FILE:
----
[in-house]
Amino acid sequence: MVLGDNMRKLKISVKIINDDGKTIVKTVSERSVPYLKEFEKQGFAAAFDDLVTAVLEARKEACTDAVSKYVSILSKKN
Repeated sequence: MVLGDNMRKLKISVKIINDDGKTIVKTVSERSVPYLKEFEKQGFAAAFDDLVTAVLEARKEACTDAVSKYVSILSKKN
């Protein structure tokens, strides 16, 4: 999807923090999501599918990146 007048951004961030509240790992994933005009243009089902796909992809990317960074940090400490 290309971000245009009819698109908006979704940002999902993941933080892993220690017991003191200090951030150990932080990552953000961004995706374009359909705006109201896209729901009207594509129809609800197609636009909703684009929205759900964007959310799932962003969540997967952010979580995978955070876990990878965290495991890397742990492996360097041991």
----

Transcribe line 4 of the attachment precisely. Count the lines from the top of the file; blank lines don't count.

């Protein structure tokens, strides 16, 4: 999807923090999501599918990146 007048951004961030509240790992994933005009243009089902796909992809990317960074940090400490 290309971000245009009819698109908006979704940002999902993941933080892993220690017991003191200090951030150990932080990552953000961004995706374009359909705006109201896209729901009207594509129809609800197609636009909703684009929205759900964007959310799932962003969540997967952010979580995978955070876990990878965290495991890397742990492996360097041991």